Why NOT to Go After the 'Next Big Thing' in Trends for Events



Why NOT to Go After the 'Next Big Thing' in Trends for Events

Have you already stumbled on those 'fancy' articles or eBooks that 'scream' at you about the latest event industry trends you can't miss? Of course you did, and most likely, you took the bait and clicked on the content. No judgement here.

 

As event managers, we always want to be ahead of everything and know how to upgrade the planning process. Yet, there’s something terribly wrong with all these event trends. As the existentialist philosopher Criss Jami notes, "Trends are about as fickle as the direction of the wind; as are the legacies of those who flow with them." 

 

However, we can’t avoid it. We are constantly absorbing huge amounts of trends that seem to 'rule' our industry, while being obsessed with following the crowd of wannabe experts. Why? Have you ever heard about FoMO (Fear of Missing Out)?

 

According to the research study "The Motivational, emotional, and behavioral correlates of fear of missing out", "FoMO is characterized by the desire to stay continually connected with what others are doing." The researchers suggest that when experiencing FoMO, people show signs of irritability, anxiety, and inadequacy. A study done by JWTIntelligence Communications reveals that nearly 70% of adults experience the feeling of missing out. So as you can understand, the urge of absorbing the event industry trends is mostly conditioned by an irrational fear of missing out. 

 

However, you can't let FoMO guide your professional life... especially when you have so many reasons not to follow the trends. Here are some of them.

 

 

Reason #1. You are confusing trends with fads

As Seth Godin highlights, there’s a difference between real trends and fads (which we mistake for trends). A fad is something popular, yet momentary. A real trend, instead, “gains power over time, because it's not merely part of a moment, it's a tool, a connector that will become more valuable as other people commit to engaging in it.” As you can see, we can’t call event trends the simplistic predictions of things or practices that probably will be popular during the year.

 

 

Reason #2. You are exposing yourself to informational overload

When you have lots of information to operate with, you get stuck. This phenomenon is called 'paralysis by analysis' and it happens as a result of the complexity of a situation plus large amounts of data you have to deal with. In other words, you can't decide to act a certain way because of an information overload. Each time you consume more news about event industry trends, you may feel desperate and unable to act because of the incredible quantity of information you receive. You simply don’t know which trends to adopt and which to ignore.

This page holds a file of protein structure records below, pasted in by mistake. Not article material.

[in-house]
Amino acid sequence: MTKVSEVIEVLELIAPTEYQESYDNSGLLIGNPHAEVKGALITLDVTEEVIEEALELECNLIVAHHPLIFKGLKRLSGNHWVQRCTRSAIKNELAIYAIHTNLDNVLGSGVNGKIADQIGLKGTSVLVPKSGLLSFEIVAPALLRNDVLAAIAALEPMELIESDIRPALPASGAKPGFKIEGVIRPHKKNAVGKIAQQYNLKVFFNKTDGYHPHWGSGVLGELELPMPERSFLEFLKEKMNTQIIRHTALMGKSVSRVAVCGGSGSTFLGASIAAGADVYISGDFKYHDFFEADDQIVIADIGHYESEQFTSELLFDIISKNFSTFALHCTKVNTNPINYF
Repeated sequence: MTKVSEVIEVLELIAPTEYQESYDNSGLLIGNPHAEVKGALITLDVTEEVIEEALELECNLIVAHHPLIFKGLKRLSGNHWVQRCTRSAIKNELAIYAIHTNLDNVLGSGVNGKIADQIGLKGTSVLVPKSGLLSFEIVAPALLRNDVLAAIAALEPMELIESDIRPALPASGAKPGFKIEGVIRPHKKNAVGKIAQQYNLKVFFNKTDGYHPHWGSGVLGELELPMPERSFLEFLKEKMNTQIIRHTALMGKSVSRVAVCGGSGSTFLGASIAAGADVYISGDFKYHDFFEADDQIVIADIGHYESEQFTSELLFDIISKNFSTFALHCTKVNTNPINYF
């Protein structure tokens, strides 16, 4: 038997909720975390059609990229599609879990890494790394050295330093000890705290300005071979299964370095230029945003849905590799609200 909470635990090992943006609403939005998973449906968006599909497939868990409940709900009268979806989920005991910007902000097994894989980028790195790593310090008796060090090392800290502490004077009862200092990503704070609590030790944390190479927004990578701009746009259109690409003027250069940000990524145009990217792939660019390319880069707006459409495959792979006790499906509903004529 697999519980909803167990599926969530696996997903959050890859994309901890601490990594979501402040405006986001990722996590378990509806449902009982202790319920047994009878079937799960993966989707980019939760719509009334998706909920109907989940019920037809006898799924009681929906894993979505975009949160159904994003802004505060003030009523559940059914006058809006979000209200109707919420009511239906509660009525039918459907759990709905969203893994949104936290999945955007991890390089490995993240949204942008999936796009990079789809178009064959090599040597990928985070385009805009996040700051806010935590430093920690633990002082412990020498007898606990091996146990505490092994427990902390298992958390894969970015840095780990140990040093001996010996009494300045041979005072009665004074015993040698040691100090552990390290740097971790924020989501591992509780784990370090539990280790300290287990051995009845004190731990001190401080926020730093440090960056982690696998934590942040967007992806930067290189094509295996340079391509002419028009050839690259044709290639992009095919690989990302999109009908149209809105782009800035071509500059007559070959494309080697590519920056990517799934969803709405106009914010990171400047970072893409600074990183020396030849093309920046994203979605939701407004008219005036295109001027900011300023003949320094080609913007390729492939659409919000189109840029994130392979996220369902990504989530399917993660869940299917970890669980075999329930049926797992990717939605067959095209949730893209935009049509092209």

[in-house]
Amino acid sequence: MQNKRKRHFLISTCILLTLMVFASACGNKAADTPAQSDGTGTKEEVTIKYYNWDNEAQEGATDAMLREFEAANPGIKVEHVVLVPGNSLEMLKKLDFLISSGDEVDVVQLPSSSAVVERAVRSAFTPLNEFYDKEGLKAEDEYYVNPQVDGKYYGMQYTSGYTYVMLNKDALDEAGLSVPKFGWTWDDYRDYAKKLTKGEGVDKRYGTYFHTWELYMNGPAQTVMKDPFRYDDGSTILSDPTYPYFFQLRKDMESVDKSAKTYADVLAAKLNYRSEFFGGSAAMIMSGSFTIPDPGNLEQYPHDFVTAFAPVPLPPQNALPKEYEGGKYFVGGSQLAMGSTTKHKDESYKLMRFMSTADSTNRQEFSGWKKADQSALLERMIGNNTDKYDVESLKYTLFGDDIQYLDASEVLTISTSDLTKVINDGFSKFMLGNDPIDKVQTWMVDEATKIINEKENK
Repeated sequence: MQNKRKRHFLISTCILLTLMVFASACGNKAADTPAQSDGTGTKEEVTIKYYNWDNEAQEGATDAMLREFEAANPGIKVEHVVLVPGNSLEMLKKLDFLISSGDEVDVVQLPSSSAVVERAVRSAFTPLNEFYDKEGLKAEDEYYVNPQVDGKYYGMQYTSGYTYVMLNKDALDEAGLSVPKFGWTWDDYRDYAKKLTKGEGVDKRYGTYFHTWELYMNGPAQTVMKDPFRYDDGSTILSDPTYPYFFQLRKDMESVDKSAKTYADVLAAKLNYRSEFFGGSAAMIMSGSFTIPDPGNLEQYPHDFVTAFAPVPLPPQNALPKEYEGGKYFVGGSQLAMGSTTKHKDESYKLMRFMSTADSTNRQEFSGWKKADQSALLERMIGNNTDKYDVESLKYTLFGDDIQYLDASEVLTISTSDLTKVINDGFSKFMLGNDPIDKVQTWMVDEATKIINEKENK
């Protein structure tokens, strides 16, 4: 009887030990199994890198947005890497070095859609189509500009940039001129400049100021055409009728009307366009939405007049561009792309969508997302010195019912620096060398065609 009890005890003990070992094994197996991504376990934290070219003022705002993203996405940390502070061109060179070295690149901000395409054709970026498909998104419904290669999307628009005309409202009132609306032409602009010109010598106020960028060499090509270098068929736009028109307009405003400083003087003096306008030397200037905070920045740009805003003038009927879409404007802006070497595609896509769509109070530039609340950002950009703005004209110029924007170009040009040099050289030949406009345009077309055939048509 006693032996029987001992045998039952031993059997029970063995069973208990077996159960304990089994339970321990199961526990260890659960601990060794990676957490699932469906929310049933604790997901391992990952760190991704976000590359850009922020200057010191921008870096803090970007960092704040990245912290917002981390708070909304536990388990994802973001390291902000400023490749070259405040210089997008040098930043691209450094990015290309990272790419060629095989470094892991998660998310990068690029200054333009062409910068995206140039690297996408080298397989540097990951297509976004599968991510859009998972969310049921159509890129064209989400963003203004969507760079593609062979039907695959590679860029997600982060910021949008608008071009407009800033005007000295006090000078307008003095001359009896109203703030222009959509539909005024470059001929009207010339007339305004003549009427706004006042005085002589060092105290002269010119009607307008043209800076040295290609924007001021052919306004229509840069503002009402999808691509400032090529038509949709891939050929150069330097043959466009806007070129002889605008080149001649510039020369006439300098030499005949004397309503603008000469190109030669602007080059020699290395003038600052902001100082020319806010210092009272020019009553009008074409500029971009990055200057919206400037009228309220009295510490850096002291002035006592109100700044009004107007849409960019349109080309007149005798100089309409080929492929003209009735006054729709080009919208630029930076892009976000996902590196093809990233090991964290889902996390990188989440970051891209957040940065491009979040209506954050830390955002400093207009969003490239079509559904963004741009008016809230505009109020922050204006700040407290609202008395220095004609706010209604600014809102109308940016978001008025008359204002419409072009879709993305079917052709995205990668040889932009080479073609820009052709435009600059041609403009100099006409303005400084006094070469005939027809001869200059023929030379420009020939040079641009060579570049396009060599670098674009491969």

Reason #3. You risk experiencing more anxiety and doubts

So you don’t have that flying drone that will livestream your event or you can’t provide a mixed reality experience. What to do now? You need those gadgets right away! If not, you’ll make your attendees unhappy.

 

Stop! Why do people come to your events? To learn, network, engage, discover new things, and have a good time. Are the drones and the mixed reality a must to accomplish your event goals? No. Focus on what your attendees really need and don't lose yourself running after 'cool' and 'fancy' trends.   

 

 

Reason #4. The 'Next Big Thing' doesn't mean the 'Next Best Thing'

Who said the list of event trends for 2017 is a good one? We tend to idealize trends, thinking that this is the solution to a better event, yet we forget about the most important thing: whenever you incorporate something new in the planning process, you have to do it to solve a problem. The best option is the one that helps you find a solution for a planning issue. Don’t adopt a trend only because it’s popular. Only do it if it adds true value to your event.

 

 

Reason #5. Don’t follow the trends, create them

You have the power to create new solutions for event planning issues. Why follow what others say and not think for yourself? Focus on the problems you have, create the solutions, and experiment with the things you found, then tell the world about that.

 

 

Call to action

Put aside that list of list of trends and take out a piece of paper. Write down all the issues you face when planning an event. Describe each issue in as much detail as possible. Then take the “trends” list out again and see if there’s anything on that list that could really provide some value. Be critical and analytical each time you read about event industry trends. Most of the times, this list of “cool” things will be forgotten in a few months. 

12-02-2017

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